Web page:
RIM Curls Up as BB10 Salvation Fades Into the Distance
RIM's BlackBerry 10 platform won't arrive until 2013, the company announced as it revealed a dismal earnings report that sent investors reeling. The additional delay for the OS has further smothered hopes that the company can mount any sort of comeback. The phonemaker also said it plans to lay off 5,000 employees -- about a third of its workforce.
Jun 29, 2012 10:49 AM PT
Research In Motion reported quarterly results that fell below investors' already meager expectations Thursday, adding that it plans thousands of further layoffs as well as another delay to the release of its BlackBerry 10 (BB10) platform.
RIM announced a US$518 million net loss on the quarter, or about 99 cents per share. Its revenue on the quarter was $2.8 billion, down 33 percent from a quarter ago and down 43 percent from the same time a year ago. The company shipped 7.8 million BlackBerry smartphones and 260,000 PlayBook tablets.
The Canadian company also revealed it plans to lay off about 5,000 employees, or about a third of its workforce, as part of a plan to save about $1 billion in costs.
Wall Street did not have high hopes for long-struggling RIM, but what the company delivered still managed to disappoint them. The company's stock plunged more than 15 percent after the announcement and continued to fall the next day. By mid-day Friday, shares were valued at around $7.50.
Perhaps the most foreboding signal RIM divulged Thursday was the further delay for its BB10 platform. The long-awaited operating system has been delayed before; however, RIM announced it won't hit the market until the first quarter of 2013. Investors had been hoping to see a BB10 phone hit the shelves before this year's holiday season to breathe some life back into the company.
RIM didn't respond to our request for further comment.
BlackBerry 10: Will It Exist? Will It Matter?
Without BlackBerry 10 -- or even a competitive smartphone -- on the market, the company can't expect to keep revenue high even in the other areas of the company, said Blaine Carroll, senior analyst at Avian Securities.
"BlackBerry 10 was supposed to be around this time last year, and it just keeps getting pushed out," Carroll told the E-Commerce Times. "That was part of the issue with its earnings and going forward. When they have these older products and older operating systems, they're going to have to cut the prices on their products and within the company, and that clearly hurts profitability."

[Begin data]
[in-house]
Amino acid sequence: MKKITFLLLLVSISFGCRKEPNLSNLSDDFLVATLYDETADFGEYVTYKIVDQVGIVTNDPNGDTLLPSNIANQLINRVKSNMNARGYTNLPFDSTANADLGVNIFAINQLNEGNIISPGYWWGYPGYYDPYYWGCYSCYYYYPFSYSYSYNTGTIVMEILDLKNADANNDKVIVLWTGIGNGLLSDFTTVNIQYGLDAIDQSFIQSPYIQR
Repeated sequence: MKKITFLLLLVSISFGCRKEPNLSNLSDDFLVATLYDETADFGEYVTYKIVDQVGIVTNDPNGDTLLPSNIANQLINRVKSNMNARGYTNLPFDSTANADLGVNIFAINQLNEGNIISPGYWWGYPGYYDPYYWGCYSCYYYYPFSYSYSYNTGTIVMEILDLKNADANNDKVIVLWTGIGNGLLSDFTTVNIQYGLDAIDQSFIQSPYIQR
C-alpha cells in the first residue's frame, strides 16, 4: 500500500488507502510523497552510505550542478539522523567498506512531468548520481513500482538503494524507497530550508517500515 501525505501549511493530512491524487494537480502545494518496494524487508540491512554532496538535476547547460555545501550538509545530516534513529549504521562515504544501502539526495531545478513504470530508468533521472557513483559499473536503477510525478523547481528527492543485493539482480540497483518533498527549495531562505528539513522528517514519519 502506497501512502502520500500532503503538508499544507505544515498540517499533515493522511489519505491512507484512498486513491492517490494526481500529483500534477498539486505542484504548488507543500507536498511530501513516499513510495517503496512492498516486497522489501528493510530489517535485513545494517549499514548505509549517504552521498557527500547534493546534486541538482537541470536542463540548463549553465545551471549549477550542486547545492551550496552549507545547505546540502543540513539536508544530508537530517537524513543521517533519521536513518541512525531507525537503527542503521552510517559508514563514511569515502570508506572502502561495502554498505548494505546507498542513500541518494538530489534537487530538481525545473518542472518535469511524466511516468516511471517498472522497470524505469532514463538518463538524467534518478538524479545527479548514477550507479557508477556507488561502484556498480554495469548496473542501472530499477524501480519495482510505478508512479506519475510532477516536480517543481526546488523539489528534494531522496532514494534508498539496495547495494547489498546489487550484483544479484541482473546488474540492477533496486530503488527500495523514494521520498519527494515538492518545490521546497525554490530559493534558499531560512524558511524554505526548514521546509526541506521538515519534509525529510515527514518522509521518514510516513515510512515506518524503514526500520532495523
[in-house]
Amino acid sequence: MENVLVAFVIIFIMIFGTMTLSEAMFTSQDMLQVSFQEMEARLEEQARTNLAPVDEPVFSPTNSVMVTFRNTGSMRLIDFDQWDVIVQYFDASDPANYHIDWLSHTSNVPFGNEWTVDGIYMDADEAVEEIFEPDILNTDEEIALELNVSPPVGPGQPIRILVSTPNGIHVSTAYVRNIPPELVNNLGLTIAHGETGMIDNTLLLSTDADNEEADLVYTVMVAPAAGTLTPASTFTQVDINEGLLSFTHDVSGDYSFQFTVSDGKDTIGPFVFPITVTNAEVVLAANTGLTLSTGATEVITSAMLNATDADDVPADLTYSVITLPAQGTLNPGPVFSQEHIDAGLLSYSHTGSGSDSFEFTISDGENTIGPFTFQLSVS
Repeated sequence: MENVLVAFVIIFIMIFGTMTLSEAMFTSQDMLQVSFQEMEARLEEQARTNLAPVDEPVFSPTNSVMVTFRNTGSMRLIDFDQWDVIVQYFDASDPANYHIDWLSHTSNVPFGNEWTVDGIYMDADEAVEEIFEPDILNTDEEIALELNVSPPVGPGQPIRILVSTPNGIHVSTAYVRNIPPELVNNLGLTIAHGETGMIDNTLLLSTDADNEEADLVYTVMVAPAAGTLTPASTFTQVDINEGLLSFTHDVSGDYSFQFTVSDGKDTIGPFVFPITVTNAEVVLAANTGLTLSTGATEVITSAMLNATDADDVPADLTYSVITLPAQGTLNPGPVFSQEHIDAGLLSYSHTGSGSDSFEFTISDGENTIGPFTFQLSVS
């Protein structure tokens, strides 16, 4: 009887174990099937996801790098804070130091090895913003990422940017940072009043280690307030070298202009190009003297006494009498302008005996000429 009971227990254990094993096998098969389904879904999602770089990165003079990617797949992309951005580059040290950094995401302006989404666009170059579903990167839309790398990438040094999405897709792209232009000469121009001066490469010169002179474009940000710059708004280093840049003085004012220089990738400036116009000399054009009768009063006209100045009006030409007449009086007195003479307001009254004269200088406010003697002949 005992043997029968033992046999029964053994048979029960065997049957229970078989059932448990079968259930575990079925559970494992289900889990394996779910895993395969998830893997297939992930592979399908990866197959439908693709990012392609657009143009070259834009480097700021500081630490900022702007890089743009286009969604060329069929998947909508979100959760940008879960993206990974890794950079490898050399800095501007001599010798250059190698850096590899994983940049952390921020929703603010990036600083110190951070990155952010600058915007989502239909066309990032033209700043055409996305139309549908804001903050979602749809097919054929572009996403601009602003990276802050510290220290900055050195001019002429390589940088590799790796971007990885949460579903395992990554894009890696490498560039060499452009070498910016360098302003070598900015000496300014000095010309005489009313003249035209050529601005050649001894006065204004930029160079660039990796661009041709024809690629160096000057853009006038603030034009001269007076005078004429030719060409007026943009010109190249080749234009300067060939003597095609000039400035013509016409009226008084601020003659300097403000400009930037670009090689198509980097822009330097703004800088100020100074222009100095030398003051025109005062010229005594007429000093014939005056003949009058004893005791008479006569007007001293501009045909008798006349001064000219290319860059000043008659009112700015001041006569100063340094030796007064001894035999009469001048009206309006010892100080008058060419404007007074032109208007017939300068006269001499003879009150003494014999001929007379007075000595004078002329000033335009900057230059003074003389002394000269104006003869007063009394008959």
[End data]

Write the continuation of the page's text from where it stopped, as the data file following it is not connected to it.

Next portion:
Five years ago, RIM was a leader in the smartphone industry. But as Apple's iPhone and Google's Android options hit the market with what many consumers saw as superior Web browsing capabilities and better application and gaming ecosystems, BlackBerry devices struggled to compete.
Judging by RIM's descriptions, the BlackBerry 10 platform could propel the company's phones into the same league as popular iPhone and Android models. However, for a product line that has failed to capture a significant customer base for this long, a new platform -- if it arrives -- might not turn out to be the hit that the company is hoping, said Trip Chowdhry, senior analyst for Global Equities Research.
"The BlackBerry 10 launch is a non-event," he told the E-Commerce TImes. "The question for BlackBerry is, what is the differentiation? And I would say nothing, because it doesn't have a consumer space and it lacks innovation."
RIM expects the next few quarters spent waiting for BB10 will be difficult. The company might have to explore other options if it wants to stay together, said Carroll.
"The strategic advisors are looking," said Carroll. "Right now if you think about RIM, they basically have these three disparate businesses, with hardware manufacturing, software manufacturing and trying to be a network provider. They're stretched a little thin when you're trying to do all three."
In the past, he said, a telecommunications business could have been able to keep up, but as the electronics industry grows, a company needs to have a solid infrastructure in place to maintain profitability.
"If you look back 10 years ago they might have been able to do it, but there are a lot more subscribers now, and the industry is moving at a very rapid place," said Carroll.
Figuring out how to restructure will be challenging for a company that doesn't have at least one solid, core product to fall back on, said Chowdhry.
"At RIM there is a fundamental failure to create a market and innovate," he said. "The company doesn't have a fundamental strength, the products are obsolete, and research and development is misdirected. It has to look at strategic options at this point, but for something to happen it at least needs a fundamental strength to carry it, and right now it doesn't even have that."